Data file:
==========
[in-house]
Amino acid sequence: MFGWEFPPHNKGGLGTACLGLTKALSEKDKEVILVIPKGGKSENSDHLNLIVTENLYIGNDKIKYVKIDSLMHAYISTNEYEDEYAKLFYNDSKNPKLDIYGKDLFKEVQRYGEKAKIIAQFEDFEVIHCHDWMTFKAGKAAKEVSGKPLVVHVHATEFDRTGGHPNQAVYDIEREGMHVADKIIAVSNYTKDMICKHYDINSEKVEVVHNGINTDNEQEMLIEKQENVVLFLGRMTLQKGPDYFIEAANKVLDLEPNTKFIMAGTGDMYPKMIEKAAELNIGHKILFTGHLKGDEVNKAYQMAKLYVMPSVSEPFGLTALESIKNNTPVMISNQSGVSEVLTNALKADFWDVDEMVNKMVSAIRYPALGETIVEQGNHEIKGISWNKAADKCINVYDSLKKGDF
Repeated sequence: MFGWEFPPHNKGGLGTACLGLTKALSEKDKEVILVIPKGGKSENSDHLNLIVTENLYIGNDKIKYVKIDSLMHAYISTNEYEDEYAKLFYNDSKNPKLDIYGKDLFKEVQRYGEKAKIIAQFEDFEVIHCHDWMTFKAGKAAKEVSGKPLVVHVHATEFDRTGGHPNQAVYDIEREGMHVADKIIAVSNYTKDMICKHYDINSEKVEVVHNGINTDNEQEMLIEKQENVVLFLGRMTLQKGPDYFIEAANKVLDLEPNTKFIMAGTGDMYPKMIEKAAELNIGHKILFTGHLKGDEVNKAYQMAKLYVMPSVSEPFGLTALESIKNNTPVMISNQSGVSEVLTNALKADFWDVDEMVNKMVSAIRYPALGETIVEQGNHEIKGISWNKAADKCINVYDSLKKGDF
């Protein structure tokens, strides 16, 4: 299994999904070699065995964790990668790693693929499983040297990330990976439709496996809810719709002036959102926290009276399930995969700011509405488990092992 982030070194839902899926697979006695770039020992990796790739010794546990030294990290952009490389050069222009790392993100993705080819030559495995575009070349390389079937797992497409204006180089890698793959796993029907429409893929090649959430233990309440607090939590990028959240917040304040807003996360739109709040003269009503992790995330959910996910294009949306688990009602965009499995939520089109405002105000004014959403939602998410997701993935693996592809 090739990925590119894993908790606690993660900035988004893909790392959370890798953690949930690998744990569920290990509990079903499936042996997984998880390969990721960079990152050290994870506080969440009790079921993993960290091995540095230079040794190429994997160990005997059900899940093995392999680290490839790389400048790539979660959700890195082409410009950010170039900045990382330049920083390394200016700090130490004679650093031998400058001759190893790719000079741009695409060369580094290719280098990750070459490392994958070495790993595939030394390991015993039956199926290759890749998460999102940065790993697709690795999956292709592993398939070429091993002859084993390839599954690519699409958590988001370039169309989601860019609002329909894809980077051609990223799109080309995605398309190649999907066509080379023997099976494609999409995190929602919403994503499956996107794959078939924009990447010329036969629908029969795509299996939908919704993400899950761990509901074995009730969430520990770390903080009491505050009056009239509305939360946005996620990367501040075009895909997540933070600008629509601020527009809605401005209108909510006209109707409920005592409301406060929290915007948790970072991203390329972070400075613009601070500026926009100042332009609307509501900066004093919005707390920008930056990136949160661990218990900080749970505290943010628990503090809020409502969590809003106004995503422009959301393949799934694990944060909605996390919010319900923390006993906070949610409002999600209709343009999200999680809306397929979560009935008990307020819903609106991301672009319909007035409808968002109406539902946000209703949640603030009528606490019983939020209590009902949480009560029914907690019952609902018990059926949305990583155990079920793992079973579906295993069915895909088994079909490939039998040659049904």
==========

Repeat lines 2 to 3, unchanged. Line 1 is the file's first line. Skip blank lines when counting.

Amino acid sequence: MFGWEFPPHNKGGLGTACLGLTKALSEKDKEVILVIPKGGKSENSDHLNLIVTENLYIGNDKIKYVKIDSLMHAYISTNEYEDEYAKLFYNDSKNPKLDIYGKDLFKEVQRYGEKAKIIAQFEDFEVIHCHDWMTFKAGKAAKEVSGKPLVVHVHATEFDRTGGHPNQAVYDIEREGMHVADKIIAVSNYTKDMICKHYDINSEKVEVVHNGINTDNEQEMLIEKQENVVLFLGRMTLQKGPDYFIEAANKVLDLEPNTKFIMAGTGDMYPKMIEKAAELNIGHKILFTGHLKGDEVNKAYQMAKLYVMPSVSEPFGLTALESIKNNTPVMISNQSGVSEVLTNALKADFWDVDEMVNKMVSAIRYPALGETIVEQGNHEIKGISWNKAADKCINVYDSLKKGDF
Repeated sequence: MFGWEFPPHNKGGLGTACLGLTKALSEKDKEVILVIPKGGKSENSDHLNLIVTENLYIGNDKIKYVKIDSLMHAYISTNEYEDEYAKLFYNDSKNPKLDIYGKDLFKEVQRYGEKAKIIAQFEDFEVIHCHDWMTFKAGKAAKEVSGKPLVVHVHATEFDRTGGHPNQAVYDIEREGMHVADKIIAVSNYTKDMICKHYDINSEKVEVVHNGINTDNEQEMLIEKQENVVLFLGRMTLQKGPDYFIEAANKVLDLEPNTKFIMAGTGDMYPKMIEKAAELNIGHKILFTGHLKGDEVNKAYQMAKLYVMPSVSEPFGLTALESIKNNTPVMISNQSGVSEVLTNALKADFWDVDEMVNKMVSAIRYPALGETIVEQGNHEIKGISWNKAADKCINVYDSLKKGDF